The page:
• Historically, the Cultural Studies program (which is only in its sixth year) has offered very few electives, and thus students must look elsewhere for seminars. I haven't concentrated my coursework in any one department, instead taking classes in departments ranging from anthropology to landscape architecture.

• Since Cultural Studies doesn't have its own undergraduate program, I get pimped out as a TA and instructor to whatever departments need me. This has led me to teach largely in American Studies, but also English (writing and lit), Technoculture Studies, and, oddly enough, Biotechnology (an ethics course).

• I'm earning a Designated Emphasis in Feminist Theory, which is also interdisciplinary. (Oops!)

• My dissertation concerns women scientists working in U.S. natural history museums and related institutions (botanical gardens, zoos, arboreta, etc.) between 1880 and 1950. I've spent quite a bit of time in archives, and "writing my dissertation" really means wading through a sea of photocopies. I'm also undertaking some interviews with women currently working in a few of this country's bigger natural history museums.

• My dissertation committee has two American Studies professors and one history professor. The history prof recently replaced a Science and Technology Studies professor I had been told absolutely must be on my committee, but whose schedule never seemed to mesh with mine, so we never met. (Oops again.)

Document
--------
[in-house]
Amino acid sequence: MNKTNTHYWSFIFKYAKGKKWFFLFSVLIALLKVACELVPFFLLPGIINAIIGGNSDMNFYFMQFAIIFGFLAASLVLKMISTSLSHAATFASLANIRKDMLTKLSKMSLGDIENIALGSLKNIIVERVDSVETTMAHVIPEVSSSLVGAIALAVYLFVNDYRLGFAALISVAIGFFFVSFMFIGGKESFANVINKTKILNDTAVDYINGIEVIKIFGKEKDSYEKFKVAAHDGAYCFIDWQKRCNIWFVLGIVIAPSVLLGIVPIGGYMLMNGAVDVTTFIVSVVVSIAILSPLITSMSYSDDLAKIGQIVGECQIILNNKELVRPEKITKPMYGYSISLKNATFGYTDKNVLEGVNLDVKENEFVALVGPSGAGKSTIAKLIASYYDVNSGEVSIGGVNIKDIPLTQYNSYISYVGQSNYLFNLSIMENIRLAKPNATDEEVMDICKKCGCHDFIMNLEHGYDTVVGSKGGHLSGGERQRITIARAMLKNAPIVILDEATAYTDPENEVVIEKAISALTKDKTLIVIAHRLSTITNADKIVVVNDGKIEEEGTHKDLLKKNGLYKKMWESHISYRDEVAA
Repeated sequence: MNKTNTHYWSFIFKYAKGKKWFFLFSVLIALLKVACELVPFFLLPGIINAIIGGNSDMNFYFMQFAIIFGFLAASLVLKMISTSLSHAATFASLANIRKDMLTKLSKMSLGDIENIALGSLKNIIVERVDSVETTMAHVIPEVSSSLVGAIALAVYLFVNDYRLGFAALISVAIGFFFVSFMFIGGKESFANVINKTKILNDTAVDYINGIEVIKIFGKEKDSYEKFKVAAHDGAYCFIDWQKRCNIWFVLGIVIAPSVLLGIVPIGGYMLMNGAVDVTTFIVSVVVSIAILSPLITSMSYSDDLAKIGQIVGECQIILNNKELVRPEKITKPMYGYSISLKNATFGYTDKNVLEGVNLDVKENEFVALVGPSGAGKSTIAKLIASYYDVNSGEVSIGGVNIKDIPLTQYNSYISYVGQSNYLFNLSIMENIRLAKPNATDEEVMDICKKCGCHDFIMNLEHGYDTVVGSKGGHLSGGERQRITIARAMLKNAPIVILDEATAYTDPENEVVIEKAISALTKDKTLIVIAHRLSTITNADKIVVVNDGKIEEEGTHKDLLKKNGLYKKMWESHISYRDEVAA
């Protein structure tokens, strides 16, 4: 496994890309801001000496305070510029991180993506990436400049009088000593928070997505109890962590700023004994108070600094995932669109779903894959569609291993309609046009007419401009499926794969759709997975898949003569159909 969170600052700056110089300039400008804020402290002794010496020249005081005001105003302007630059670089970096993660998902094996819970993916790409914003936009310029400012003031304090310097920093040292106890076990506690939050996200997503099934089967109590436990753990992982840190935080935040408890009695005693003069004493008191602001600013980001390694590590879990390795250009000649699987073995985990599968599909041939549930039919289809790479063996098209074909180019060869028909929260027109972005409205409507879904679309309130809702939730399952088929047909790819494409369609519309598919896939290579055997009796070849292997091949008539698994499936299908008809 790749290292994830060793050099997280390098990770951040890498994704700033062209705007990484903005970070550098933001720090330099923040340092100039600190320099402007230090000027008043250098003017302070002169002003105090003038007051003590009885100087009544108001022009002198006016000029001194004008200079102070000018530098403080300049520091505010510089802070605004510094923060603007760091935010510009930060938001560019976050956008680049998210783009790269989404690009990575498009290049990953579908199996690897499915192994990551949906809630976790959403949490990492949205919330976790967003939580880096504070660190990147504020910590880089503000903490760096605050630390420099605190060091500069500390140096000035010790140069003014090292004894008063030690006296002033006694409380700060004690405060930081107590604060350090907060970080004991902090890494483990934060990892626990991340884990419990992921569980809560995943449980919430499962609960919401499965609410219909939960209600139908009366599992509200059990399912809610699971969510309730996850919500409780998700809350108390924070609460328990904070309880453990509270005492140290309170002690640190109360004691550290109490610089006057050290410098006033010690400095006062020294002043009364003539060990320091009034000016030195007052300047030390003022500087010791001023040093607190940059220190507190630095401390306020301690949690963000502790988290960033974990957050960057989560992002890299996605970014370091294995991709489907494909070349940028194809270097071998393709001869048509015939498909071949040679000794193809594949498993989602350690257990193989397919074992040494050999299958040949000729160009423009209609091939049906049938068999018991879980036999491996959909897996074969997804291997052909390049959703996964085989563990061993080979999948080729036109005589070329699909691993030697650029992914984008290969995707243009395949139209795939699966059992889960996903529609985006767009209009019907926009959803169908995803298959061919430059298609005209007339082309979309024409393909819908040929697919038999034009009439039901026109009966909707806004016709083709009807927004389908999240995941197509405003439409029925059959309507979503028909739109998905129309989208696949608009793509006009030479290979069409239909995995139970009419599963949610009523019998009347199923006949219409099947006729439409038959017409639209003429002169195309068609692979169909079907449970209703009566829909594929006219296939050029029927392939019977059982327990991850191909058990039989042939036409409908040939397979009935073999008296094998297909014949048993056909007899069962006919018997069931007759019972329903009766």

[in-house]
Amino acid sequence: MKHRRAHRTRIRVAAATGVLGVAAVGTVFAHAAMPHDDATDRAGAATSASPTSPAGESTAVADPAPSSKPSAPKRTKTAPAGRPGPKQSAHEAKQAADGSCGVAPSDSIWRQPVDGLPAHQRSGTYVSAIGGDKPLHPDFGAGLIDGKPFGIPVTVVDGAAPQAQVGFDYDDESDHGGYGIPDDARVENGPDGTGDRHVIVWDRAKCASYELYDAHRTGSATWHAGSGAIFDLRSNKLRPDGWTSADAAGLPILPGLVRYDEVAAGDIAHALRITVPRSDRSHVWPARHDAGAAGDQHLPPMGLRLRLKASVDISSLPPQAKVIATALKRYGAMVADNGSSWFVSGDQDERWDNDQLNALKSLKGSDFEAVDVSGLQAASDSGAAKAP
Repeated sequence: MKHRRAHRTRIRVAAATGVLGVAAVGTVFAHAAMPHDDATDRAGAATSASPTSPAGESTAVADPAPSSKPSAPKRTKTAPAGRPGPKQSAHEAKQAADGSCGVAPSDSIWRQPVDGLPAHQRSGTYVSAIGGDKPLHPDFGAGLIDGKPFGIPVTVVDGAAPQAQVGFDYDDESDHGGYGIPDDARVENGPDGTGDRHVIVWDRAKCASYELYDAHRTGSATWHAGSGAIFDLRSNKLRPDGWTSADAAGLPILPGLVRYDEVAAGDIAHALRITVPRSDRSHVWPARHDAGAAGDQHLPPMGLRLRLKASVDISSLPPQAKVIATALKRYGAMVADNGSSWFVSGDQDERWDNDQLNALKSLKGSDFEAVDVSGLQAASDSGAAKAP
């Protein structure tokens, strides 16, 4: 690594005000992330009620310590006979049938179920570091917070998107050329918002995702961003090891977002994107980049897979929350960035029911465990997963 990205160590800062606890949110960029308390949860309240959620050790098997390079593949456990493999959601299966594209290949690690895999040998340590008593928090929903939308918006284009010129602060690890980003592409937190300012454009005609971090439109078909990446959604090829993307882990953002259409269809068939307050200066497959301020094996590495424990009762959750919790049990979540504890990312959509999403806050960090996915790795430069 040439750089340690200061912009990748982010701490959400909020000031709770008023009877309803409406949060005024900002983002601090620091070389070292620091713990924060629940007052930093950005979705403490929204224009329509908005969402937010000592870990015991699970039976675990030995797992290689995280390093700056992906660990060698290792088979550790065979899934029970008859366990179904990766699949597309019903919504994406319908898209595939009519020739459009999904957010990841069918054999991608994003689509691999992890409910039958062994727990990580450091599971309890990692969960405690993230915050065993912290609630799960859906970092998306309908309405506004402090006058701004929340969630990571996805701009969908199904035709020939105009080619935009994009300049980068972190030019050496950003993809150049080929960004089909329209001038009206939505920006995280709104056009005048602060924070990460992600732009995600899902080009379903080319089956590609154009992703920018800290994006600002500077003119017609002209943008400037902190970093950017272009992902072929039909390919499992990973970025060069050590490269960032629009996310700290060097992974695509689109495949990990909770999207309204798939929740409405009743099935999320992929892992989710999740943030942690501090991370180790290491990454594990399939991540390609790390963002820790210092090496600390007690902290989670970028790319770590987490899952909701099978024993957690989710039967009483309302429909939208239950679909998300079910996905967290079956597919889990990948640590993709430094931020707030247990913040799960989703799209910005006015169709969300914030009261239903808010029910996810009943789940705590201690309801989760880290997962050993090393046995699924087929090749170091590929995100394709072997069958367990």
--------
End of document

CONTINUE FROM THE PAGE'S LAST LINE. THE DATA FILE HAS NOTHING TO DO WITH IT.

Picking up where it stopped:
Technoculture Studies, Science and Tech Studies, American Studies, Women's Studies, Cultural Studies: Is it obvious yet that my university is in love with interdisciplinary programs?

I'm wondering how many graduates of these programs (or their related designated emphases) get tenure-track jobs? AFAIK, Cultural Studies has to this point graduated four people, two of whom—both white males in a program in which such creatures are rare—have landed tenure-track positions, one in communications and one in social work (their emphases before beginning the Cultural Studies program). Using this formula of Master's degree = teaching field, I should be in creative writing. (Fat chance of that happening, BTW. Academic research sucks the poetic impulses right out of me...)

Faculty with whom I've consulted about my job prospects assure me there are lots of positions out there for cultural studies grads. I'm trying not to be cynical about my own prospects, but since I've worked in PR and marketing, it's hard to swallow what they're telling me. The advice I've received from a couple of people make it sound as if I'll be buying a timeshare in a discipline—as if I'll vacation there, but will be doing my "real" work interdisciplinarily. Uh-huh. (Nod and smile, nod and smile.)